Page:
14 December 2006
Prime Minister Stephen Harper today noted that "the Senate has just finished its session and four new pieces of legislation are in the process of receiving royal assent from the Governor General and will become the law of the land."
The four Bills are as follows: Bill C-24, to resolve a longstanding trade dispute on softwood lumber; Bill C-25, to amend Canada’s proceeds of crime and terrorist financing; Bill C-19, to crack down on street racing; and Bill C-17, to amend the Judges Act and other acts in relation to courts.
Canada’s New Government has delivered on its promise to the softwood lumber industry. Bill C-24, under the Canada-U.S. Softwood Lumber Agreement, provides at least seven to nine years of stability, ends years of costly litigation and brings new economic certainty to those whose livelihoods depend on the softwood lumber industry.
"The softwood lumber agreement is a long-term 7-year deal. It gives Canadian producers stable and predictable access to the U.S. market. It returns more than $5 billion in duties to Canadian producers, and it allows different implementation options across the country," said the Prime Minister.
The Government has delivered on its promise to establish additional measures to battle crime and terrorism. Bill C-25 amends Canada’s Proceeds of Crime and Terrorist Financing Act, which significantly strengthens Canada’s ability to monitor and act on money laundering whether it’s for terrorist activities or other illegal activities in Canada.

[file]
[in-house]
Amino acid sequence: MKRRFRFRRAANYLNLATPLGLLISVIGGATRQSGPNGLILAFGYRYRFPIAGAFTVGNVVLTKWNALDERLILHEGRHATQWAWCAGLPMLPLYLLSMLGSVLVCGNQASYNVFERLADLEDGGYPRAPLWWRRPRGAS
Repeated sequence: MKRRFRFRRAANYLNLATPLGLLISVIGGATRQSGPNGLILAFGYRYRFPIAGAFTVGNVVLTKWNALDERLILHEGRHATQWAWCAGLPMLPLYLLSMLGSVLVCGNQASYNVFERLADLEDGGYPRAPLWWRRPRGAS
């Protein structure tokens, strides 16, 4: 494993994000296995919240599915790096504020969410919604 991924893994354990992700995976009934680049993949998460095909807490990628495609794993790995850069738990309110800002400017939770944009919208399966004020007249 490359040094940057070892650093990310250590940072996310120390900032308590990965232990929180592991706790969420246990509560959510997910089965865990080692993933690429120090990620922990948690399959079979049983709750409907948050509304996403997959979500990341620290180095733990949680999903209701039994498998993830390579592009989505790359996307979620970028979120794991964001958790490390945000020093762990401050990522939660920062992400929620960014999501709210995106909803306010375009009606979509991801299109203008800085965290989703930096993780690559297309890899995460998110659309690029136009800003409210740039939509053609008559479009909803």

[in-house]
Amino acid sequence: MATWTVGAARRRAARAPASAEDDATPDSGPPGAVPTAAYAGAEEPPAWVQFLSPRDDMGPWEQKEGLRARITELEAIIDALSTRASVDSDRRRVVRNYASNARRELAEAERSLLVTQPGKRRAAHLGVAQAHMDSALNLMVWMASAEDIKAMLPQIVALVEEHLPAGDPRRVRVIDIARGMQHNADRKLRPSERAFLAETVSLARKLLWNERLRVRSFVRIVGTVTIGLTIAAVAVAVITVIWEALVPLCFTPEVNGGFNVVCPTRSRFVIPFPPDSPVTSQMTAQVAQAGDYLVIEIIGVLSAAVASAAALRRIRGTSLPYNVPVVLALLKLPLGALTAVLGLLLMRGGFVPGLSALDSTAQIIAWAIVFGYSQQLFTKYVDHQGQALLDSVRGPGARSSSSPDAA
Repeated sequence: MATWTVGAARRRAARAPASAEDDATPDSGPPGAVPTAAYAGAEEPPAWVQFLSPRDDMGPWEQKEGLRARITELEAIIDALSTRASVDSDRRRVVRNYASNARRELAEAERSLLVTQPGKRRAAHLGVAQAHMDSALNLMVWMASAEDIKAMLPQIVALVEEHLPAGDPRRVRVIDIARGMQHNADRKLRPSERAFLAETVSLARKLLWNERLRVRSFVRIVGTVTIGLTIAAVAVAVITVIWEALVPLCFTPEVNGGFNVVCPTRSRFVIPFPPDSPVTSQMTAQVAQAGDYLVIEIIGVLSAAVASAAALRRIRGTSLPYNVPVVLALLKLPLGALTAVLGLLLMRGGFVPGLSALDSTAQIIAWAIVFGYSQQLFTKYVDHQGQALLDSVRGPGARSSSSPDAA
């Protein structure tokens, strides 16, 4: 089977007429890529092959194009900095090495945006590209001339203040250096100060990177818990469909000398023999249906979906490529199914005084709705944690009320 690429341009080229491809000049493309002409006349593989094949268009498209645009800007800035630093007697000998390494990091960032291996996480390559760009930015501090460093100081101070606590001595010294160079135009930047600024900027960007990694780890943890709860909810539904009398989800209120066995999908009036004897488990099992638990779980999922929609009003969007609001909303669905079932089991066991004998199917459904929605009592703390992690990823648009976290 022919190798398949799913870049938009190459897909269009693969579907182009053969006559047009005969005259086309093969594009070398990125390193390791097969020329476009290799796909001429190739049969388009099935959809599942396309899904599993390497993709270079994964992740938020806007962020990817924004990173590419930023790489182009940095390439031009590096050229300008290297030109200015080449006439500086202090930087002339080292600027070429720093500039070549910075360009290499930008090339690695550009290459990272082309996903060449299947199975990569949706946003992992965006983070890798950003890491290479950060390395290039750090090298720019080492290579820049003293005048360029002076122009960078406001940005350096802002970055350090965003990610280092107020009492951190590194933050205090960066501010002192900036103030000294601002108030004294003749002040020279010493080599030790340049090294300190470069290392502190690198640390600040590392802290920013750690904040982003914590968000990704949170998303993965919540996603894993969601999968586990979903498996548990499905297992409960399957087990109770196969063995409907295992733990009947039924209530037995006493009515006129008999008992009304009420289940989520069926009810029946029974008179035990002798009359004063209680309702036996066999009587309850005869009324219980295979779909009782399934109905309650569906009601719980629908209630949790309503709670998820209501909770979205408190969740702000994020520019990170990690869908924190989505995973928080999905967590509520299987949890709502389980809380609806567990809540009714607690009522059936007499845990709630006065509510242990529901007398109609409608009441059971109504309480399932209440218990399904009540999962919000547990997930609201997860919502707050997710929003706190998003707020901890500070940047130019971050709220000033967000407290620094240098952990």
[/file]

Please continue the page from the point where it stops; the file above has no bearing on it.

"Canada’s New Government will continue to be relentless in its battle against money laundering and terrorism financing," said Prime Minister Harper. "One of the best ways of putting these criminals out of business is to starve them of the funds they need to finance their activities. Our amendments will improve our ability to act decisively."
Bill C-19 demonstrates the Government’s commitment to help protect Canada’s streets and communities from the threat of street racing. It amends the Criminal Code to create targeted, new offences to provide enhanced maximum penalties of incarceration for the most serious street racing offences. It also creates mandatory minimum periods of driving prohibition for those convicted of street racing and increases the length of the driving prohibitions for repeat offenders.
In addition to the four above-mentioned Bills, six other Bills were granted Royal Assent last week: the Public Health Agency of Canada Act (Bill C-5); theTax Conventions Implementation Act (Bill S-5); the First Nations Jurisdiction over Education in British Columbia Act (Bill C-34); the Appropriation Act No. 2 (Bill C-38); and the Federal Accountability Act (Bill C-2) – the toughest anti-corruption law in Canadian history.
The Federal Accountability Act was one of the Government’s top five priorities since taking office. The Act, which makes substantive changes to 45 statutes and amends over 100 others, delivers on the Government’s promise to put in place a five year lobbying ban, to eliminate corporate and union donations, and to protect whistleblowers, among other reforms.
Getting things done for all Canadians is what Canada’s New Government promised and it is exactly what we’ve delivered. Henceforth, these ten pieces of legislation are now Canadian law.